That doesn’t necessarily mean a CMMS is the wrong choice. The right system will provide tools to streamline maintenance operations and deploy a proactive maintenance approach, whether preventive, planned or predictive. Its ability to manage work orders and assist with spare parts at a reasonable purchase price makes it an attractive solution for most small to medium maintenance operations.

What EAM is

EAM is a more powerful, robust and complex tool in terms of asset maintenance management. A focus on maintenance management is just a fraction of its capabilities, providing enterprises with detailed data regarding their most critical physical assets.

Typical features of an EAM system include work order management; supply chain and inventory management; maintenance, repair and operations (MRO) planning and procurement; project management; accounting; safety and compliance; and big data analytics to gauge TCO.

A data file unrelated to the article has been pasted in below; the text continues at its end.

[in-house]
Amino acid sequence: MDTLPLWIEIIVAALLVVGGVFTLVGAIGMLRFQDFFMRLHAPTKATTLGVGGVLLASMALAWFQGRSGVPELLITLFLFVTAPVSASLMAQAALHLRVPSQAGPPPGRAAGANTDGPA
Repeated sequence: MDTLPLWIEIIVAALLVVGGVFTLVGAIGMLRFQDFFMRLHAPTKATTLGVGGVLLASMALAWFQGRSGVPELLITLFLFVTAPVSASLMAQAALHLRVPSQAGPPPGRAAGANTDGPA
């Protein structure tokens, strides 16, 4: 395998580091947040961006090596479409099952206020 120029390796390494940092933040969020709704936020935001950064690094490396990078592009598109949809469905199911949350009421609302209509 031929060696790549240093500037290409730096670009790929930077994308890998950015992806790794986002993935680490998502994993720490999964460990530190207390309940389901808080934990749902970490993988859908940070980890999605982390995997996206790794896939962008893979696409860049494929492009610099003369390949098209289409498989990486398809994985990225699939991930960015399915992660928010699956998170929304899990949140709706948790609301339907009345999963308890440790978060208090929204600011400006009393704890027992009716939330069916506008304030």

With this collective arsenal of data gathering tools, businesses can store and analyze large amounts of information such as purchase costs, repair history, energy usage data, audit trails and more. By being able to collect such data, businesses can take full advantage of what an EAM solution is intended for: efficient asset lifecycle management.

Importance of lifecycle management

No matter the type or size of a business’s operations, all asset-intensive organizations rely on the proper upkeep of their assets, particularly in industries like manufacturing and utilities where large assets such as machinery and infrastructure make up a large portion of operations. Which is why, for organizations that center revenue around the output of their assets, successful asset lifecycle management is vital.

There are four stages of asset lifecycle management: planning, procurement/acquisition, operation and maintenance, and disposal/replacement. Whereas a CMMS is geared more toward the operation and maintenance phase of an asset’s lifecycle, EAM tools have the capabilities to function at all four stages.

One person who knows the benefits of deploying an efficient asset management and maintenance system is Ryan Batchelor, maintenance manager at Britvic Plc.: “We only run 24 hours, Monday to Friday. At the weekends, we shut down for planned maintenance activities…So when we start up on Monday, we’ve got smooth sailing for the week,” he said.